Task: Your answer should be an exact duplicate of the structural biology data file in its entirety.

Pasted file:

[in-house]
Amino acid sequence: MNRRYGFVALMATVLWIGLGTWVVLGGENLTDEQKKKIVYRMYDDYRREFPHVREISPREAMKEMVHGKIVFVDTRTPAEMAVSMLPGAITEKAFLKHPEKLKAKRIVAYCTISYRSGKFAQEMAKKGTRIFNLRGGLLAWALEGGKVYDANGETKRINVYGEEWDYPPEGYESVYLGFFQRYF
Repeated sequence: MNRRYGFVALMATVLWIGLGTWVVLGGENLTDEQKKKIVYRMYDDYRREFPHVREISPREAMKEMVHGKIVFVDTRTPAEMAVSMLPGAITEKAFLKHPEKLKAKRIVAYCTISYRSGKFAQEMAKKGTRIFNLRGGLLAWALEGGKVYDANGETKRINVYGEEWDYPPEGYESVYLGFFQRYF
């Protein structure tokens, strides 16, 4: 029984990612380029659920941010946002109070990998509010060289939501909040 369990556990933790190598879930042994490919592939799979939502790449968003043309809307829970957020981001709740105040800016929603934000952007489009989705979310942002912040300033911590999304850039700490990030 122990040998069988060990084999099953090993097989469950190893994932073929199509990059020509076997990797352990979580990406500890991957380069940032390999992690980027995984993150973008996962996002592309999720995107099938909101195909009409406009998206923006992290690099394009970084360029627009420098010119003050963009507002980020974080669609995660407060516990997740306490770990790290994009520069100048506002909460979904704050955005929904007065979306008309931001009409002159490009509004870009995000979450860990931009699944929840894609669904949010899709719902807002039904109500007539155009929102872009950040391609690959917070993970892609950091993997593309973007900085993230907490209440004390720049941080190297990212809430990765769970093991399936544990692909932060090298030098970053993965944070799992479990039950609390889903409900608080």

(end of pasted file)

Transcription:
[in-house]
Amino acid sequence: MNRRYGFVALMATVLWIGLGTWVVLGGENLTDEQKKKIVYRMYDDYRREFPHVREISPREAMKEMVHGKIVFVDTRTPAEMAVSMLPGAITEKAFLKHPEKLKAKRIVAYCTISYRSGKFAQEMAKKGTRIFNLRGGLLAWALEGGKVYDANGETKRINVYGEEWDYPPEGYESVYLGFFQRYF
Repeated sequence: MNRRYGFVALMATVLWIGLGTWVVLGGENLTDEQKKKIVYRMYDDYRREFPHVREISPREAMKEMVHGKIVFVDTRTPAEMAVSMLPGAITEKAFLKHPEKLKAKRIVAYCTISYRSGKFAQEMAKKGTRIFNLRGGLLAWALEGGKVYDANGETKRINVYGEEWDYPPEGYESVYLGFFQRYF
């Protein structure tokens, strides 16, 4: 029984990612380029659920941010946002109070990998509010060289939501909040 369990556990933790190598879930042994490919592939799979939502790449968003043309809307829970957020981001709740105040800016929603934000952007489009989705979310942002912040300033911590999304850039700490990030 122990040998069988060990084999099953090993097989469950190893994932073929199509990059020509076997990797352990979580990406500890991957380069940032390999992690980027995984993150973008996962996002592309999720995107099938909101195909009409406009998206923006992290690099394009970084360029627009420098010119003050963009507002980020974080669609995660407060516990997740306490770990790290994009520069100048506002909460979904704050955005929904007065979306008309931001009409002159490009509004870009995000979450860990931009699944929840894609669904949010899709719902807002039904109500007539155009929102872009950040391609690959917070993970892609950091993997593309973007900085993230907490209440004390720049941080190297990212809430990765769970093991399936544990692909932060090298030098970053993965944070799992479990039950609390889903409900608080």